The Deluge

I caught a little bit of Charles Stanley the other day, and he was asking the question, “What is wrong with Jesus?” His point is that there are misconceptions about Jesus, and that it is the Jesus of the Bible that was real. He then went on to talk of the God of the Bible and not of anyone’s imagination. “Ask one of them [who are skeptical about the Bible], ‘What’s wrong with the God of the Bible?’”

Careful with that advice, there, Charles! Apparently, you haven’t been to any skeptics website lately. There are those who cherry pick from the Bible to portray God, especially the God of the OT, as a vengeful and wrathful God. They use the words of the Bible in order to justify their position, and I doubt your followers are equipped to deal with their arguments.

Very few mainstream Christians can address the critics’ statements. A lot of mainstream Christians don’t have the answers. Their theology teaches that the God of the OT laid down a lot of laws and rules and the God of the NT came to do away with all of them. They cannot even begin to address the critics because in reality they don’t recognize them as the same God. They cannot argue against cherry picking because they themselves are engaged in it.

One of the things that impressed me about the theology that HWA taught it is the consistency that flows throughout the Bible when you realize that Jesus did not come to do away with His Father’s commandments, which is more or less what a lot of Protestants teach. The same Being That said to stone adulterers is the One Who told the adulteress to “Go, and sin no more.” The same Person Who told Israel to exterminate entire nations of people was the One Who said to turn the other cheek. Realizing that Jesus was the God of the OT puts it all into a different perspective.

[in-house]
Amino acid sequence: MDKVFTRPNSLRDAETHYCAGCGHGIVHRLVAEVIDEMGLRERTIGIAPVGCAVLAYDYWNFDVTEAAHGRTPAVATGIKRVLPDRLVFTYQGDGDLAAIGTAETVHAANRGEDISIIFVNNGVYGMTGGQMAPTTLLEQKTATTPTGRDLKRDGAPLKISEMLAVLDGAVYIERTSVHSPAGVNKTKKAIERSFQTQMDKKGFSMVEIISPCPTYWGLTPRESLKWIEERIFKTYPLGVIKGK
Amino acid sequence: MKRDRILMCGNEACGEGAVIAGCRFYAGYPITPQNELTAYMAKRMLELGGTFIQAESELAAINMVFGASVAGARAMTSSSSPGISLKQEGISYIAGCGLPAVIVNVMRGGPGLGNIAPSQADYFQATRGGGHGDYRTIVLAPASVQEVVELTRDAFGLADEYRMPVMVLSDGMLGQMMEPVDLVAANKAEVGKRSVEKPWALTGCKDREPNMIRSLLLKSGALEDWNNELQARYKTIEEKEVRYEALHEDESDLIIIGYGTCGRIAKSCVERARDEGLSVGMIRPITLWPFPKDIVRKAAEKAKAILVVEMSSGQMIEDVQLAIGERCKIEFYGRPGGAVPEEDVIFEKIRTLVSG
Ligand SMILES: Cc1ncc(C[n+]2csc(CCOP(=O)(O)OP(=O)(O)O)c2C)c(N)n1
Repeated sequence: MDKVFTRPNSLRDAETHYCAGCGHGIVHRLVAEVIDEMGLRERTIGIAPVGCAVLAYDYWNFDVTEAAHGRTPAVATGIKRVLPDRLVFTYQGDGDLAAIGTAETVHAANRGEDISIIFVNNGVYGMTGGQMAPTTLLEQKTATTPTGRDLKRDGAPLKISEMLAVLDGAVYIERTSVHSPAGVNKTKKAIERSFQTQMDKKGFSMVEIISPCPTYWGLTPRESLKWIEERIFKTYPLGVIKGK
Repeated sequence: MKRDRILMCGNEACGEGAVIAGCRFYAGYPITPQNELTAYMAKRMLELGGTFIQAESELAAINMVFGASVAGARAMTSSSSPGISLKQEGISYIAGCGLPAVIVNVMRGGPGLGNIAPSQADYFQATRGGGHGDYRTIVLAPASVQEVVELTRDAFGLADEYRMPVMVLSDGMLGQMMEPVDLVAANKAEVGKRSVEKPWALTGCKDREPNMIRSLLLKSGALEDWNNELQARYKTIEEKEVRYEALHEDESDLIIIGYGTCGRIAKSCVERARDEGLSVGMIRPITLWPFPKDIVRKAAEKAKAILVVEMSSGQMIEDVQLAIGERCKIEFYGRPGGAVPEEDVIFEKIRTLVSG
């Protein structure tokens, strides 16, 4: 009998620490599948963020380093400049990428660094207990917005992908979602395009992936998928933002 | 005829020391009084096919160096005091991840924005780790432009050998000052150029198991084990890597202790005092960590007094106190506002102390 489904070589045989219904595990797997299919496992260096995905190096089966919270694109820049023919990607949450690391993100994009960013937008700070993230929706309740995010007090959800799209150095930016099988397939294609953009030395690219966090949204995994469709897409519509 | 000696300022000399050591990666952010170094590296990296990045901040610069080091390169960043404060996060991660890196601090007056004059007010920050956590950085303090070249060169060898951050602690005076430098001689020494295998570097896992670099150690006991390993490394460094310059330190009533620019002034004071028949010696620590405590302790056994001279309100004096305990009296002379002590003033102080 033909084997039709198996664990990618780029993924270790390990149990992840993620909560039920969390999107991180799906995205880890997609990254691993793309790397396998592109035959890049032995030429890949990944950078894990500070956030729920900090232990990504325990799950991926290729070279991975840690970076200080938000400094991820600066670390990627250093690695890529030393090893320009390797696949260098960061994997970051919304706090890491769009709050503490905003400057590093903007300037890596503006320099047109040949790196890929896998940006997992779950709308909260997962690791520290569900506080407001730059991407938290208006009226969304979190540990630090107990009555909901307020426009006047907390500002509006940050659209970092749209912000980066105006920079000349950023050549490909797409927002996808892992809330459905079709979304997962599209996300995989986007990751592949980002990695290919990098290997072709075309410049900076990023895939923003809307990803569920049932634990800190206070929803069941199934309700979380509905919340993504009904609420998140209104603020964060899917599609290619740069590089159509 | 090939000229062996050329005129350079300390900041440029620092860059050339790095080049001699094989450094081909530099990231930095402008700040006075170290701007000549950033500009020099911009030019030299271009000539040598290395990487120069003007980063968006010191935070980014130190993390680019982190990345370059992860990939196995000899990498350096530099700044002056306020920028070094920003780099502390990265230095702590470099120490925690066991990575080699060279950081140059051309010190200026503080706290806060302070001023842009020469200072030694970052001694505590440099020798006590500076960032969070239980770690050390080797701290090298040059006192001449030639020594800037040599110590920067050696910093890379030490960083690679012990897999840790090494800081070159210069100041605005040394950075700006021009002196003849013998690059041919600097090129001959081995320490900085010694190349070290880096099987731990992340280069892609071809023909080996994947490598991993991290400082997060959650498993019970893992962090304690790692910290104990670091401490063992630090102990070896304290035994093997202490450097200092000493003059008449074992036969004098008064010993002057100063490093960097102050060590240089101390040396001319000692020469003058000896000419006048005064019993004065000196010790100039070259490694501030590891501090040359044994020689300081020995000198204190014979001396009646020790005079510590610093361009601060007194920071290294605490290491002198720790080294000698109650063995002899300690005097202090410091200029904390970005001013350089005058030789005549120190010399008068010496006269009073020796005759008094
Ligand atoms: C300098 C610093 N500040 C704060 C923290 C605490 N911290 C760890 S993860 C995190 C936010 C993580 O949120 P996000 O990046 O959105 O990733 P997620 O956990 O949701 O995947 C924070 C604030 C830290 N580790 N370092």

Take the Flood, for example. Critics of the Bible jump upon that story like ants on honey. Yet, how can a Christian address the complaint that a God of love can wipe out most of the earth?

Let’s address the easy stuff first. It is God’s creation, and He can do anything He wants with it. Plants and animals are not made in God’s image. Once they die, that’s the end of it. Nothing about this earth denotes permanence, and there is a lesson in that as well.

What about the people, though? How can God “punish little children”? Why doesn’t an omnipotent God simply make everyone obey?

Because that is not what omnipotence means. Omnipotence means no one can thwart your plans. Omnipotence means you will achieve your result, no matter what. Omnipotence doesn’t define the how, only the result.

Once you realize that God is building a Family, then the reasons become clearer. While I don’t pretend to be privy to God’s thinking on this, some things can be deduced from what we do know. Namely:

1. Sin affects everyone. How often have you heard, “It isn’t hurting anyone else”? Well, that’s simply not true. There is no such thing as a victimless crime. There is no such thing as a cancer that does not hurt and cause pain, and sin is nothing less than a spiritual cancer. It affects the other cells around it.

2. Sin often affects the physical and not just the spiritual. There are physical consequences for sexual immorality, for example. People want to stick their heads in the sand about it, but the fact is that HIV could die out in a couple of generations if everyone were to stop sinning.

3. Cancer must be removed. I’m sure you can figure the rest of that one out.

4. In order to become part of the God Family, you have to learn to think like He does. That means that God often works through people, such as Noah. Their actions teach them to become more like Him. This life becomes a training ground for eternity.

5. When God does act, it is tempered with mercy. For example, even the second death will be rather swift.